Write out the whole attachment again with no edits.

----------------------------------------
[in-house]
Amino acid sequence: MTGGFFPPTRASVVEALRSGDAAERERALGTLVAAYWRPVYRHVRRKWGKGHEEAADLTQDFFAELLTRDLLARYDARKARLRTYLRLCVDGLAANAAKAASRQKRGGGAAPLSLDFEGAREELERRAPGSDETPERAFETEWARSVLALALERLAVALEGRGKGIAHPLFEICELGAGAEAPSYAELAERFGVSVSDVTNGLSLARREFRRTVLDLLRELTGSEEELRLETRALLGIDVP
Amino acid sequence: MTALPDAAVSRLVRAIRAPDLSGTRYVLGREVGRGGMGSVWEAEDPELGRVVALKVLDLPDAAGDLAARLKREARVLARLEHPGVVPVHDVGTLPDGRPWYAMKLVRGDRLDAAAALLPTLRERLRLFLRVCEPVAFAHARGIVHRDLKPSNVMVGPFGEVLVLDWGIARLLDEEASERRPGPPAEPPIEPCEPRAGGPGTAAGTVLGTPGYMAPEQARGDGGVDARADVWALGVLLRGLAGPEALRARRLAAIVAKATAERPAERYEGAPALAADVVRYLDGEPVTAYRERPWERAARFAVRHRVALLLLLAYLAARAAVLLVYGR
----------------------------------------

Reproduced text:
[in-house]
Amino acid sequence: MTGGFFPPTRASVVEALRSGDAAERERALGTLVAAYWRPVYRHVRRKWGKGHEEAADLTQDFFAELLTRDLLARYDARKARLRTYLRLCVDGLAANAAKAASRQKRGGGAAPLSLDFEGAREELERRAPGSDETPERAFETEWARSVLALALERLAVALEGRGKGIAHPLFEICELGAGAEAPSYAELAERFGVSVSDVTNGLSLARREFRRTVLDLLRELTGSEEELRLETRALLGIDVP
Amino acid sequence: MTALPDAAVSRLVRAIRAPDLSGTRYVLGREVGRGGMGSVWEAEDPELGRVVALKVLDLPDAAGDLAARLKREARVLARLEHPGVVPVHDVGTLPDGRPWYAMKLVRGDRLDAAAALLPTLRERLRLFLRVCEPVAFAHARGIVHRDLKPSNVMVGPFGEVLVLDWGIARLLDEEASERRPGPPAEPPIEPCEPRAGGPGTAAGTVLGTPGYMAPEQARGDGGVDARADVWALGVLLRGLAGPEALRARRLAAIVAKATAERPAERYEGAPALAADVVRYLDGEPVTAYRERPWERAARFAVRHRVALLLLLAYLAARAAVLLVYGR